Current Edition

current edition

Food For Thought - Sun

 These days, at times we argue on what kind of beef is better – grass-fed or grain finished. It is like what kind of pickup you like – the facts are out there to back up any argument. Instead of bells and whistles, we have taste, tenderness and what is healthier for you and your family. We all know there is a difference in taste, as a lot of us grew up on grass-fed, and we knew it could either be tough or tender, but that was most likely our fault as we usually didn’t butcher until we were out of meat and had to start on the fresh beef that week.

There are many studies on grass-fed or grain finished, and most have different results. I just read one by Stephen Smith, a AgriLife Research meat scientist, and a team of researchers have found that contrary to popular perception, ground beef from pasture-fed cattle had no beneficial effects on plasma lipid, but high monounsaturated fat ground beef from grain-fed cattle increased HDL cholesterol, increased LDL particle diameters and decreased insulin, suggesting that ground beef produced by intensive production practices provides a healthy, high-quality source of protein. 

“We wanted to see from this study if product from pasture-fed and corn-fed cattle had different effects on LDL or HDL cholesterol,” Smith said. “We looked at the scientific literature and could not find any justifications for the statement that pasture-fed beef is better for you. All we found were rat studies in which they were fed omega-3 fatty acids, so we wanted to know if this applied to beef from grass-fed cattle.”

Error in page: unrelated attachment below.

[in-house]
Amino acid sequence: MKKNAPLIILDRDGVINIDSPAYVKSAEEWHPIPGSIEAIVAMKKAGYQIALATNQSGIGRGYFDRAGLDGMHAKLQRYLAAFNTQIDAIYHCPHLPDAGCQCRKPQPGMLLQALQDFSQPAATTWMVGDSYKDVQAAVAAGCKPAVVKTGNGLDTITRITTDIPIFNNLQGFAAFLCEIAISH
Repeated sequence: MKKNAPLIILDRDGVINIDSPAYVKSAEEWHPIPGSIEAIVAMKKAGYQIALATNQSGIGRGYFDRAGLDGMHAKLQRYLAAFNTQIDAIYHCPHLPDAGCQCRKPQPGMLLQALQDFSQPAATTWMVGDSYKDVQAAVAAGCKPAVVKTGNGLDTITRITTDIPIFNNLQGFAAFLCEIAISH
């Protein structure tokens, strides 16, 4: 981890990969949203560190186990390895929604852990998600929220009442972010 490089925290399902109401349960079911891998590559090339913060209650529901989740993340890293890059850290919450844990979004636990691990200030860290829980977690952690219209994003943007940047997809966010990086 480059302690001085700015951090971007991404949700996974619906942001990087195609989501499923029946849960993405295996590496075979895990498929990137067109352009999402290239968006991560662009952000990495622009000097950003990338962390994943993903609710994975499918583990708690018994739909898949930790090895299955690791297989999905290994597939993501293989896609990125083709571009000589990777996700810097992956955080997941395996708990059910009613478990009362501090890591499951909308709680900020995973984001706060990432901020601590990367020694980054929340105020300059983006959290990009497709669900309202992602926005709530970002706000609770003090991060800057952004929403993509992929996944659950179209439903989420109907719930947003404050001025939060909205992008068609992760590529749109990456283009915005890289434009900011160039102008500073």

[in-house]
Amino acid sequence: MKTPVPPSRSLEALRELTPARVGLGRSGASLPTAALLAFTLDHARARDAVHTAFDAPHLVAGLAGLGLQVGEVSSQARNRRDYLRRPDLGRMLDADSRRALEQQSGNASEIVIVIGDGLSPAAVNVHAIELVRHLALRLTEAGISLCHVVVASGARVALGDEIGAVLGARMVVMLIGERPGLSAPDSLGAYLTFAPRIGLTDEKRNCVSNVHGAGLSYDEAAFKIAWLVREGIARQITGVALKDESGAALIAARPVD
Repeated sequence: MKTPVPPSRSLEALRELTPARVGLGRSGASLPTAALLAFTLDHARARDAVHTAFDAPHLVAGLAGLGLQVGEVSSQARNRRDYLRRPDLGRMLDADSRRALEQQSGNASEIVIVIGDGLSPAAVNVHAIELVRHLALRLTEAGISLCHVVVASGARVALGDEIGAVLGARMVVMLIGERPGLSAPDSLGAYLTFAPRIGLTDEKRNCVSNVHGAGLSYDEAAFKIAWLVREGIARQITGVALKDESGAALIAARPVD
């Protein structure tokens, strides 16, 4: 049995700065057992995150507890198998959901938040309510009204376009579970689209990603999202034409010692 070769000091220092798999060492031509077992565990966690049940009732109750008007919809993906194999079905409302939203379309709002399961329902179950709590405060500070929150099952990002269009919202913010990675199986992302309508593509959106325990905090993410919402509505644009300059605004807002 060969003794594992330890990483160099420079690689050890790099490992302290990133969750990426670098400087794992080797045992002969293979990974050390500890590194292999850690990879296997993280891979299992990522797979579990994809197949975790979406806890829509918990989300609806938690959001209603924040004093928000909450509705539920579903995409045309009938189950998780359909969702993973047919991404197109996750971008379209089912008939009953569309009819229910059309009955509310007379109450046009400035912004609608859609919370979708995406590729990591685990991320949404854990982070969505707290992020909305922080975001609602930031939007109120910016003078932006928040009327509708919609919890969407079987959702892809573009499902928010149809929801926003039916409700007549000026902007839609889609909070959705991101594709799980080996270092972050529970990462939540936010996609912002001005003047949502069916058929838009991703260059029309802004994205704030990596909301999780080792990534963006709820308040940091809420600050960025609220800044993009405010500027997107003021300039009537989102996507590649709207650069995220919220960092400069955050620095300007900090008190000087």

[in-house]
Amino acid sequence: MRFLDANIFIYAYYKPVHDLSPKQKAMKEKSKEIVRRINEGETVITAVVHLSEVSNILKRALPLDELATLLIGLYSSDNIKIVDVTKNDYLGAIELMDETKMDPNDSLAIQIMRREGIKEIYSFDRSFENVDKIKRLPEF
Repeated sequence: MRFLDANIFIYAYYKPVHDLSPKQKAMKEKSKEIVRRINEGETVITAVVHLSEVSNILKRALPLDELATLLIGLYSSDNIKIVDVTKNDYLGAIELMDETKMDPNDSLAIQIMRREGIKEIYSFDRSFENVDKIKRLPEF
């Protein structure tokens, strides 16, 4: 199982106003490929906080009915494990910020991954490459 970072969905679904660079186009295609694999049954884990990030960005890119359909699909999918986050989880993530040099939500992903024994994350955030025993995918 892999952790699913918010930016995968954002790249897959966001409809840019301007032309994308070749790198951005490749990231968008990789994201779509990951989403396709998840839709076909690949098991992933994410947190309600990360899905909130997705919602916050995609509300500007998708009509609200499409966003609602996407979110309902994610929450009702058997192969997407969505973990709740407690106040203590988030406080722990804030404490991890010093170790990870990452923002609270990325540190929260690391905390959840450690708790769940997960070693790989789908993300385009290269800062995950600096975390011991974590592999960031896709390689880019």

They tested three groups of Angus steers. One group was fed a pasture diet with supplemental hay until the steers were 20 months of age. The second group was fed the same way a feedlot operator would and kept on a corn-based diet until 16 months of age, when they reached USDA Choice, and the third group was fed the corn-based diet the longest, until reaching USDA Prime. Beef cuts from the plate and flank were taken from all three grades and were made into ground beef containing 24 percent fat. 

Then, a group of 27 men completed a three-way crossover study. Each group rotated, consuming five 114-gram ground beef patties per week for six weeks from each of the three sets of cattle used in the study.

“There really were no negative effects of feeding ground beef from the pasture-fed cattle,” Smith said. “We did see many positive effects in men that consumed ground beef from corn-fed cattle. The study said that the longer the cattle are fed corn and the fatter it is, the healthier the product will be, but feeding corn is expensive.”

Smith said, “The ground beef from the USDA Prime increased HDL cholesterol and LDL particle diameter, both effects are protective against cardiovascular disease. If you want a healthier product, you need more marbling. Time on feed is a big factor.” 

I have to show this to my doctor. 

Well, there you go – some food for thought. But the truth is, whatever beef you want to raise, sell or eat, it’s still your choice.